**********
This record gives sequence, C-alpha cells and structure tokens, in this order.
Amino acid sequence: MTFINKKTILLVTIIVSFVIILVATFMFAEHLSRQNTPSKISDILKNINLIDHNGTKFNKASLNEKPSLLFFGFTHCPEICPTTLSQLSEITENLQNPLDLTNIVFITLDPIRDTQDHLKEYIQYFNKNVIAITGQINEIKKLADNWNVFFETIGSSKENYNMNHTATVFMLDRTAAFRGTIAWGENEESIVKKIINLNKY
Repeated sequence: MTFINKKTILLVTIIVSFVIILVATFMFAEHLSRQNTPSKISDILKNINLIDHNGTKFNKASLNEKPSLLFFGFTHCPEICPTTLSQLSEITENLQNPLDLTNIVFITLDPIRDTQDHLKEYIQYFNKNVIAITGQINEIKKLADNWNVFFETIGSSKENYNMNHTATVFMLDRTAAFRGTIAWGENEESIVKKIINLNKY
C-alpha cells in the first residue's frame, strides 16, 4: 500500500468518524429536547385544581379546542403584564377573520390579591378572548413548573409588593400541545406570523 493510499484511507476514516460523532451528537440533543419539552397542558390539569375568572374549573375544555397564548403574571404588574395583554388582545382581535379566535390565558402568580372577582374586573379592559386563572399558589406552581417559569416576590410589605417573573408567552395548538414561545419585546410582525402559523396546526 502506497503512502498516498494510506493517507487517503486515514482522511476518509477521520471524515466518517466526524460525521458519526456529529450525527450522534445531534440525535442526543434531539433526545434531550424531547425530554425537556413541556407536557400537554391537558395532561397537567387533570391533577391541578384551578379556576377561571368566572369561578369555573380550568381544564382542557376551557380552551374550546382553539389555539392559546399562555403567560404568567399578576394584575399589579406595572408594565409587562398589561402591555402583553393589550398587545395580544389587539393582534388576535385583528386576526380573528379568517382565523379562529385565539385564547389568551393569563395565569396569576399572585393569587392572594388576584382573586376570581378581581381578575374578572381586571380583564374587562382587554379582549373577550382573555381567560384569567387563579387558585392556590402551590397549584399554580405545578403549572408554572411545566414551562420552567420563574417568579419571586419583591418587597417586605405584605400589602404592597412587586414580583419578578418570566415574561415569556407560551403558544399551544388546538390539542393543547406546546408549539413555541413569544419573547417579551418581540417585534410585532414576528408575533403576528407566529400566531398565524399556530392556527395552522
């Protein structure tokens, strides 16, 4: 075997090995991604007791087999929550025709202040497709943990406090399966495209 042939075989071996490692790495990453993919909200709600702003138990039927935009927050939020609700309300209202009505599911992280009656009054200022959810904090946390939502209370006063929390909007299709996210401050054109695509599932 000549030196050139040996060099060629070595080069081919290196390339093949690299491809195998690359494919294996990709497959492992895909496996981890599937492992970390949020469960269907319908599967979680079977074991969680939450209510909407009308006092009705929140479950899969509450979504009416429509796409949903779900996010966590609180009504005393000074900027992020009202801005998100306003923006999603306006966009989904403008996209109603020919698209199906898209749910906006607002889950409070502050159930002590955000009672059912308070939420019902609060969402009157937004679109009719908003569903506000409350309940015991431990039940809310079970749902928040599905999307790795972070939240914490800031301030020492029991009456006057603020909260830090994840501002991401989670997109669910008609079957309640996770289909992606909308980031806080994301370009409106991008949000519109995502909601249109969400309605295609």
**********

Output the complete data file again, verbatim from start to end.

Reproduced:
This record gives sequence, C-alpha cells and structure tokens, in this order.
Amino acid sequence: MTFINKKTILLVTIIVSFVIILVATFMFAEHLSRQNTPSKISDILKNINLIDHNGTKFNKASLNEKPSLLFFGFTHCPEICPTTLSQLSEITENLQNPLDLTNIVFITLDPIRDTQDHLKEYIQYFNKNVIAITGQINEIKKLADNWNVFFETIGSSKENYNMNHTATVFMLDRTAAFRGTIAWGENEESIVKKIINLNKY
Repeated sequence: MTFINKKTILLVTIIVSFVIILVATFMFAEHLSRQNTPSKISDILKNINLIDHNGTKFNKASLNEKPSLLFFGFTHCPEICPTTLSQLSEITENLQNPLDLTNIVFITLDPIRDTQDHLKEYIQYFNKNVIAITGQINEIKKLADNWNVFFETIGSSKENYNMNHTATVFMLDRTAAFRGTIAWGENEESIVKKIINLNKY
C-alpha cells in the first residue's frame, strides 16, 4: 500500500468518524429536547385544581379546542403584564377573520390579591378572548413548573409588593400541545406570523 493510499484511507476514516460523532451528537440533543419539552397542558390539569375568572374549573375544555397564548403574571404588574395583554388582545382581535379566535390565558402568580372577582374586573379592559386563572399558589406552581417559569416576590410589605417573573408567552395548538414561545419585546410582525402559523396546526 502506497503512502498516498494510506493517507487517503486515514482522511476518509477521520471524515466518517466526524460525521458519526456529529450525527450522534445531534440525535442526543434531539433526545434531550424531547425530554425537556413541556407536557400537554391537558395532561397537567387533570391533577391541578384551578379556576377561571368566572369561578369555573380550568381544564382542557376551557380552551374550546382553539389555539392559546399562555403567560404568567399578576394584575399589579406595572408594565409587562398589561402591555402583553393589550398587545395580544389587539393582534388576535385583528386576526380573528379568517382565523379562529385565539385564547389568551393569563395565569396569576399572585393569587392572594388576584382573586376570581378581581381578575374578572381586571380583564374587562382587554379582549373577550382573555381567560384569567387563579387558585392556590402551590397549584399554580405545578403549572408554572411545566414551562420552567420563574417568579419571586419583591418587597417586605405584605400589602404592597412587586414580583419578578418570566415574561415569556407560551403558544399551544388546538390539542393543547406546546408549539413555541413569544419573547417579551418581540417585534410585532414576528408575533403576528407566529400566531398565524399556530392556527395552522
């Protein structure tokens, strides 16, 4: 075997090995991604007791087999929550025709202040497709943990406090399966495209 042939075989071996490692790495990453993919909200709600702003138990039927935009927050939020609700309300209202009505599911992280009656009054200022959810904090946390939502209370006063929390909007299709996210401050054109695509599932 000549030196050139040996060099060629070595080069081919290196390339093949690299491809195998690359494919294996990709497959492992895909496996981890599937492992970390949020469960269907319908599967979680079977074991969680939450209510909407009308006092009705929140479950899969509450979504009416429509796409949903779900996010966590609180009504005393000074900027992020009202801005998100306003923006999603306006966009989904403008996209109603020919698209199906898209749910906006607002889950409070502050159930002590955000009672059912308070939420019902609060969402009157937004679109009719908003569903506000409350309940015991431990039940809310079970749902928040599905999307790795972070939240914490800031301030020492029991009456006057603020909260830090994840501002991401989670997109669910008609079957309640996770289909992606909308980031806080994301370009409106991008949000519109995502909601249109969400309605295609």